An additional nicety is using Tekton Workspaces. Workspaces allow for a single persistent volume to be shared across multiple Tasks that can be referenced by each Task in a unified way. This makes it easier to utilize the result of one Task within another, or even between Steps in the same Task.


Finally, PipelineRuns are the instantiation of a general Pipeline to perform a specific goal. Continuing the analogy, this is how you would actually run the Pipeline with specific inputs from the user. This is basically the difference between the source code or executable for the sed command and actually running sed 's/foo/bar/g' to get results.

Great! You now have a high-level understanding of the Tekton Pipeline I’m about to describe.

Python to Knative Tekton Pipeline

As stated earlier, I am building on the work documented by Priti. To learn more about the work I’m referencing, see Priti’s blog post discussing the Java and JavaScript Pipeline. She mentions that the Pipeline could be extended to work with other OpenWhisk runtimes and that is just what I have done! I have extended the pipeline to also work with the OpenWhisk Python runtime. In theory, this means you could seamlessly make your OpenWhisk Python Actions run on Knative.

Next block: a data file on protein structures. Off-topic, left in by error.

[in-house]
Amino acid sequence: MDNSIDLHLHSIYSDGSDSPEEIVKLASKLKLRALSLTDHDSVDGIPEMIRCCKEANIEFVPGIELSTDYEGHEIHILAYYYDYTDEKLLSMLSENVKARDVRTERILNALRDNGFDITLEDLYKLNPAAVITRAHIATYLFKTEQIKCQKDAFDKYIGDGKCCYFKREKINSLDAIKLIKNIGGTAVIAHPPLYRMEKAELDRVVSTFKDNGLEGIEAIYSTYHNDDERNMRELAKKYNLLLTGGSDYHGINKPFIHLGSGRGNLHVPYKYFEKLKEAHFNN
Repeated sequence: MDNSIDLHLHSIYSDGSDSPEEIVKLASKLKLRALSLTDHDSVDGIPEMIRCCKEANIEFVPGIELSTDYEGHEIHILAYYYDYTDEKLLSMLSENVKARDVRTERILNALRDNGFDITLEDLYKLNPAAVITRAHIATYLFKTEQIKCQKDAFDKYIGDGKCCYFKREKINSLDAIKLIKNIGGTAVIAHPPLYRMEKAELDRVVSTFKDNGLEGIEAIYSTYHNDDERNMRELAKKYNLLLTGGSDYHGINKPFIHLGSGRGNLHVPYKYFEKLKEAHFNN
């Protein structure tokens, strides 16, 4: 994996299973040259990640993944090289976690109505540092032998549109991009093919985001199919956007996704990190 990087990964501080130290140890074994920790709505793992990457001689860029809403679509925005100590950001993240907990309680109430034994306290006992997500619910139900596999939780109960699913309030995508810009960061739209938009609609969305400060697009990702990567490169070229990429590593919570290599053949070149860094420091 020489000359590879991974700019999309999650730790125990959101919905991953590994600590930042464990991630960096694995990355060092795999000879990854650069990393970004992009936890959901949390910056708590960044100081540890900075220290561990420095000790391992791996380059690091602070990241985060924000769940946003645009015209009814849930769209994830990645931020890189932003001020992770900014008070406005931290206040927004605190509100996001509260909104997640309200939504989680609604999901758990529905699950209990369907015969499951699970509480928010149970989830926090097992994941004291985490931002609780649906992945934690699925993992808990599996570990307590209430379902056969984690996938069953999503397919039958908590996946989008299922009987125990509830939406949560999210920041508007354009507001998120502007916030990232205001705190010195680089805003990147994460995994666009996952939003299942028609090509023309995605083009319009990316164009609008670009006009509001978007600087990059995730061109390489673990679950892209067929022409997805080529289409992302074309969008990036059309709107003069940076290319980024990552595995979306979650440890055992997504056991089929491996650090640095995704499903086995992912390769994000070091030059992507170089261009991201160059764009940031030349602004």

In order to achieve this, you follow the same basic outline as described in Priti’s blog.

Architecture Diagram

Note that labels 1 and 4 are done by Tekton itself, based on resources you specify in the Pipeline and PipelineRun, and are not explicit Tasks in your Pipeline.

Task 1

The first task in the Python Pipeline is to install the necessary app dependencies as described by the requirements.txt file. To do this, you must first install a virtual environment in the app folder. This is required to ensure any third-party libraries are retrieved and packaged with the application. There are four basic steps to process:

  1. Retrieve the app source.
  2. Install your virtual environment.
  3. Take note of the default packages installed in the virtual environment.
  4. Install the necessary requirements with pip.